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NCJ Number: 120039 Find in a Library
Title: Confucianism, Maoism, and the Coming of Delinquency to China (From Social Control in the People's Republic of China, P 84-96, 1989, Ronald J. Troyer, John P. Clark, et al, eds. - See NCJ-120034)
Author(s): D G Rojek
Date Published: 1989
Page Count: 13
Sponsoring Agency: Praeger Publishers
Westport, CT 06881
Sale Source: Praeger Publishers
88 Post Road West
Westport, CT 06881
United States of America
Type: Historical Overview
Language: English
Country: United States of America
Annotation: The major social and economic changes that have occurred in China in recent years have been accompanied by an increase in social deviance, particularly in the area of juvenile misconduct, that suggest that the 1990's will be a period of significant social readjustment.
Abstract: The concepts of social duties and obligations that underlie Chinese society come from the teachings of Confucius. The regime of Mao Zedong used Confucianism to help establish social control. In the 1970's the rise of Deng Xiaoping brought extensive social, economic, and legal reforms. Among these were the "open door" policy regarding other nations, the policy of one child per family, and economic pragmatism. These changes mean that Chinese youths are being reared in a society that is significantly different from that of their forebears. Delinquency and dropping out of school have both increased, and youth are largely disillusioned with the Communist Party and apathetic toward its goals. Most offenses are property offenses, and drug use appears to be nonexistent. Education rather than punishment is emphasized in dealing with juvenile offenders, with several levels of institutions for more serious offenders. However, only time will tell how successfully the Chinese will be at handling the growing problems among its youth. Note.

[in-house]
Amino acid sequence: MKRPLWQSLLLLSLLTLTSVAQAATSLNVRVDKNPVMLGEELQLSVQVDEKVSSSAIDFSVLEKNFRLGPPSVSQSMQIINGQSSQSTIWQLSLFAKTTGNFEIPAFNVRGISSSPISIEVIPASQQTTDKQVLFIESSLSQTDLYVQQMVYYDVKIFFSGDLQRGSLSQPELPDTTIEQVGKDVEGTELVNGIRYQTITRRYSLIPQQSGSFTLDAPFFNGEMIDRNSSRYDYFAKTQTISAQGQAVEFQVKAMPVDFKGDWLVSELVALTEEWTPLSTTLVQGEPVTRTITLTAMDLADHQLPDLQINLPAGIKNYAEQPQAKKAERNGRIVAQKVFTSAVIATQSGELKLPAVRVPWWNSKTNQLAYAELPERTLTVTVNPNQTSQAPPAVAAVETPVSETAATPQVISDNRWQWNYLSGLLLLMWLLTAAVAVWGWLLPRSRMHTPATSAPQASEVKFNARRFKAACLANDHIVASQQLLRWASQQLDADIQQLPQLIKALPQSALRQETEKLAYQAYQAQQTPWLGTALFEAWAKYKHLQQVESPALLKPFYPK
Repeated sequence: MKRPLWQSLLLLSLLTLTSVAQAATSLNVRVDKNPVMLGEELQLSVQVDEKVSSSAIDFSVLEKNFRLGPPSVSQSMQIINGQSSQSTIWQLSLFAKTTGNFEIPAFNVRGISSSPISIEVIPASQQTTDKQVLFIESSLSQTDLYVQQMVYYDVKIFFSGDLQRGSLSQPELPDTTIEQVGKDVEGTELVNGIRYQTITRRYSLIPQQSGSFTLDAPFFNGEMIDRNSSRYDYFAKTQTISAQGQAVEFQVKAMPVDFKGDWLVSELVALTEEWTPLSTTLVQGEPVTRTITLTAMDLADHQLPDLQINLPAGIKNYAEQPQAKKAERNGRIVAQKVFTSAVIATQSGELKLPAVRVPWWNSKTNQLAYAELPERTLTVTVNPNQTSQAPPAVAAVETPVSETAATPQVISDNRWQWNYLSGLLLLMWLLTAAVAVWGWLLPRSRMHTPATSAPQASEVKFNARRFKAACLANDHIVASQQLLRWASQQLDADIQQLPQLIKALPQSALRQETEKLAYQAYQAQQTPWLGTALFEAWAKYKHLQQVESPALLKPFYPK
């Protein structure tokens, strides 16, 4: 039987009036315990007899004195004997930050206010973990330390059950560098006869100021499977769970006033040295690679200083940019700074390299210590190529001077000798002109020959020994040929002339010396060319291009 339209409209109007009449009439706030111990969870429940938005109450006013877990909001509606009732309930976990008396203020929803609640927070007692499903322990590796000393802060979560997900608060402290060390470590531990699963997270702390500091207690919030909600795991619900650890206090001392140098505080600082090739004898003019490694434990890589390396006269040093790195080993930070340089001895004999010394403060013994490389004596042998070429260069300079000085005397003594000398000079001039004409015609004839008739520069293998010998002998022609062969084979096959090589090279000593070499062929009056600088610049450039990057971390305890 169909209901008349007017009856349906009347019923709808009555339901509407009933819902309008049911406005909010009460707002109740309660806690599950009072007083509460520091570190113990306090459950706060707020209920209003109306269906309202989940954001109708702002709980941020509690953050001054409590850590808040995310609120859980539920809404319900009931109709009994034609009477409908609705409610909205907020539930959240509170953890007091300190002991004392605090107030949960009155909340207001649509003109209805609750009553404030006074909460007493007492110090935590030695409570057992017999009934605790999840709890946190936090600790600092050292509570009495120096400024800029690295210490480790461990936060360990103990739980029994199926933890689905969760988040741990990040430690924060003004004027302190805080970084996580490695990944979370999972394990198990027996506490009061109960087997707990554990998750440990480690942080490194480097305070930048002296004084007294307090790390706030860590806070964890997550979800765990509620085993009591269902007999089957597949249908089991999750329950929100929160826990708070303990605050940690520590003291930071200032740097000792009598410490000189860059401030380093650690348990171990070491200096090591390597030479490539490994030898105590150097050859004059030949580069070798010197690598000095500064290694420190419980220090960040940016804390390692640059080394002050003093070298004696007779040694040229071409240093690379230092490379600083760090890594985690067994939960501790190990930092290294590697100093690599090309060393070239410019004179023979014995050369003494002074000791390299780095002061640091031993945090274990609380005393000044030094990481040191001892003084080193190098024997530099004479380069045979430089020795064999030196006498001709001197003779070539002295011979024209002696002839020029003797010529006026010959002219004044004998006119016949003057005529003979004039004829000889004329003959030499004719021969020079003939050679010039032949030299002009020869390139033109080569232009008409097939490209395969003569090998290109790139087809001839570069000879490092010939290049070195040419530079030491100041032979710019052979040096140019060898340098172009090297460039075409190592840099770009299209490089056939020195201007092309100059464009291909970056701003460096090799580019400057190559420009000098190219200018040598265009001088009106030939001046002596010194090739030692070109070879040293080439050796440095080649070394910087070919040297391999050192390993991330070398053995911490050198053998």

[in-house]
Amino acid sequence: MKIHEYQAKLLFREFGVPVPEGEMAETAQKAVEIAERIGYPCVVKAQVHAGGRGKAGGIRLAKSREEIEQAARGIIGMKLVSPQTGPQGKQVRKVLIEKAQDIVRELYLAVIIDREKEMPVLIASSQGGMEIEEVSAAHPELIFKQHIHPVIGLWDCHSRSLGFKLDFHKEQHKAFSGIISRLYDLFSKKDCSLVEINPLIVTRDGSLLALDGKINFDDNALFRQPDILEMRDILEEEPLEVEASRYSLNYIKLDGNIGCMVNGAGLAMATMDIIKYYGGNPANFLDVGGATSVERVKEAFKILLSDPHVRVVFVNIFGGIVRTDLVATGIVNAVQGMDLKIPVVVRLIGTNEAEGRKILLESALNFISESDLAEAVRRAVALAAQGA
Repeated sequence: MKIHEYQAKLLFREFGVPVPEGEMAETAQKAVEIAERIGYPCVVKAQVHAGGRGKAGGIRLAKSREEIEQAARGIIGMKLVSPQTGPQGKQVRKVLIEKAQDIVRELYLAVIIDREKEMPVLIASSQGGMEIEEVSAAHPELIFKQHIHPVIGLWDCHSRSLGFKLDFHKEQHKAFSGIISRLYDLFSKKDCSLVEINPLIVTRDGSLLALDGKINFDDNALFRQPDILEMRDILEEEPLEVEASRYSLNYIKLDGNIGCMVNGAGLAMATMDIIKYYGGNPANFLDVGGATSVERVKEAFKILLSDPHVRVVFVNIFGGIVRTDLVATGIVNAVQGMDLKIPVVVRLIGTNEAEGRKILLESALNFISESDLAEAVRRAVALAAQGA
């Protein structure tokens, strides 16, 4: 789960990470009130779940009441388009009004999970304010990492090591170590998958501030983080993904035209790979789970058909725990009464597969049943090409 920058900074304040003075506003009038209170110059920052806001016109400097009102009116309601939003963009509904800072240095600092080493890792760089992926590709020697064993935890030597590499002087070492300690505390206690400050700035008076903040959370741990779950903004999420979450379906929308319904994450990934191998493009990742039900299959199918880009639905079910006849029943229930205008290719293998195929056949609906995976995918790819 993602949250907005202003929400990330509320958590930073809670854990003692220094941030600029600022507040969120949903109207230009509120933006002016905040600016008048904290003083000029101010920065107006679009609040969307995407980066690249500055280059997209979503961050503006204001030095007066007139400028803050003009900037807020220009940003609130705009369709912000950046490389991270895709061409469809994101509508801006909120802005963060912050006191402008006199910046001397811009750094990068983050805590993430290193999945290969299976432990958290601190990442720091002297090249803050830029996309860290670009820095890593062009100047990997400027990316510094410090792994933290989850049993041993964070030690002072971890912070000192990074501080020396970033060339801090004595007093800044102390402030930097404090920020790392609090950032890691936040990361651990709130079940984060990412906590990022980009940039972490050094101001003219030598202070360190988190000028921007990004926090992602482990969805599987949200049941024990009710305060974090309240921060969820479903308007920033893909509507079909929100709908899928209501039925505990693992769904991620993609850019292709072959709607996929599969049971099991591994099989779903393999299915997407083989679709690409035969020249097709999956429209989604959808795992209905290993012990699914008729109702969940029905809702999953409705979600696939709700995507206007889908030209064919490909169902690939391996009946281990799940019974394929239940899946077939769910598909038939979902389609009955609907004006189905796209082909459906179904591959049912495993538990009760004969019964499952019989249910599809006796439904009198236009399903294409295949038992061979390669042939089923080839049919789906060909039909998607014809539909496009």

Main Term(s): Juvenile delinquency factors
Index Term(s): China; Cultural influences; Foreign juvenile delinquency; Foreign juvenile justice systems; Maoism; Social control
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